Tuesday, March 31, 2009

AGRAme conference hears how Middle East agribusiness can help play a role in reducing global warming

'Save the planet,' farmers urged

AGRAme conference hears how Middle East agribusiness can help play a role in reducing global warming

Middle East farmers were today (Tuesday 31 March 2009) urged to play their part in helping solve the greatest problem faced by the world - climate change brought about by global warming.

By adopting biological methods farmers are capable of “singlehandedly saving the planet,” according to a world leader in sustainable agriculture taking part in a series of seminars at AGRA Middle East, the region’s leading agricultural exhibition at the Dubai International Exhibition and Convention Centre.

Modern agriculture is responsible for 25% of the world’s carbon dioxide emissions, 60% of the methane gas and 80% of nitrous oxide – the “greenhouse gases” in the upper atmosphere blamed for increasing global warming – said Graeme Sait, CEO of Nutri-Tech Solutions, an Australian company which produces a range of biological products for farmers.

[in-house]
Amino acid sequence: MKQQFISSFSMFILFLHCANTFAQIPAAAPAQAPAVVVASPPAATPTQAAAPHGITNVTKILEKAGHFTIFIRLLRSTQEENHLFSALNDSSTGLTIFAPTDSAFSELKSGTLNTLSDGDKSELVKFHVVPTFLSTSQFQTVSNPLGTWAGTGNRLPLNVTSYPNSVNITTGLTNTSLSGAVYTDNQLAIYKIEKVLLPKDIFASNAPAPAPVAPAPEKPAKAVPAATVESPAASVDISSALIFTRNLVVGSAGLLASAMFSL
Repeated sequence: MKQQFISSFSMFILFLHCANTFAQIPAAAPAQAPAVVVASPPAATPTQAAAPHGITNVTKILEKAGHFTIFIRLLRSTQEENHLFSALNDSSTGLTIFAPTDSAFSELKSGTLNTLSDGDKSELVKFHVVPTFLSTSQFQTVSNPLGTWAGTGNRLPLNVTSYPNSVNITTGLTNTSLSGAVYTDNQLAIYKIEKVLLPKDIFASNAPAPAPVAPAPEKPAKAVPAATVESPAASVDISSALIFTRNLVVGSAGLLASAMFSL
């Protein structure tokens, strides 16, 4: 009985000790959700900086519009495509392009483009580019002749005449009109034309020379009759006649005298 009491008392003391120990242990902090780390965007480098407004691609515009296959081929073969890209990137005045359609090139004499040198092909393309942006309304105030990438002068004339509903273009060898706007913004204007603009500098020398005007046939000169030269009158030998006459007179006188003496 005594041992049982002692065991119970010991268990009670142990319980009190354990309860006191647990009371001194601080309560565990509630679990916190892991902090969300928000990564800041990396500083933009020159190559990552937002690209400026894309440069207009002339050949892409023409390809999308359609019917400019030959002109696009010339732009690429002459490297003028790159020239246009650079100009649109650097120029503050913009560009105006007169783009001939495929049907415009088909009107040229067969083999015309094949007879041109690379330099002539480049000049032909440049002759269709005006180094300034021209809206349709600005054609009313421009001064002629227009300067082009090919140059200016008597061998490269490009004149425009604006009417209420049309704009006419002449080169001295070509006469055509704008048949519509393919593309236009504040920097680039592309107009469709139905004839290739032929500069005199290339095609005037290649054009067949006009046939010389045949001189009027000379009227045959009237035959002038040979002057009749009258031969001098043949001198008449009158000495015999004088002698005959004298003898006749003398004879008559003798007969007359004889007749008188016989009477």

“Agriculture can provide half of the greenhouse gas reductions necessary to stabilise our climate,” he added. In the case of carbon dioxide, it could be achieved by including a carbon source with every fertiliser; reducing and modifying soil tillage techniques; nurturing and protecting soil life; and building organic matter levels in the soil.

“Organic matter levels are, on average, less than 30% of what they were 100 years ago. We’ve dropped from an average of 5% organic matter to an average of 1.5%. When 1% of organic matter per hectare is oxidised, due to improper tillage and overuse of carbon-free fertilisers, then 20 tonnes of carbon dioxide per hectare is released.

“It’s been estimated that a 1% increase in organic matter in US crop lands alone would take 4.5 billion tonnes of carbon dioxide from the atmosphere and return it to the soil.” Sait added: “Arguably, farmers are capable of singlehandedly saving the planet.”

New farming technologies and products are being outlined in a series of free seminars at AGRAme which closes on 1 April 2009. This year’s exhibition is complemented by Vet Middle East focusing on veterinary products and services. VETme brings together veterinary practitioners and public health officials with manufacturers and suppliers of products and services from pharmaceuticals to food supplements as well as the latest technological advances in veterinary healthcare.

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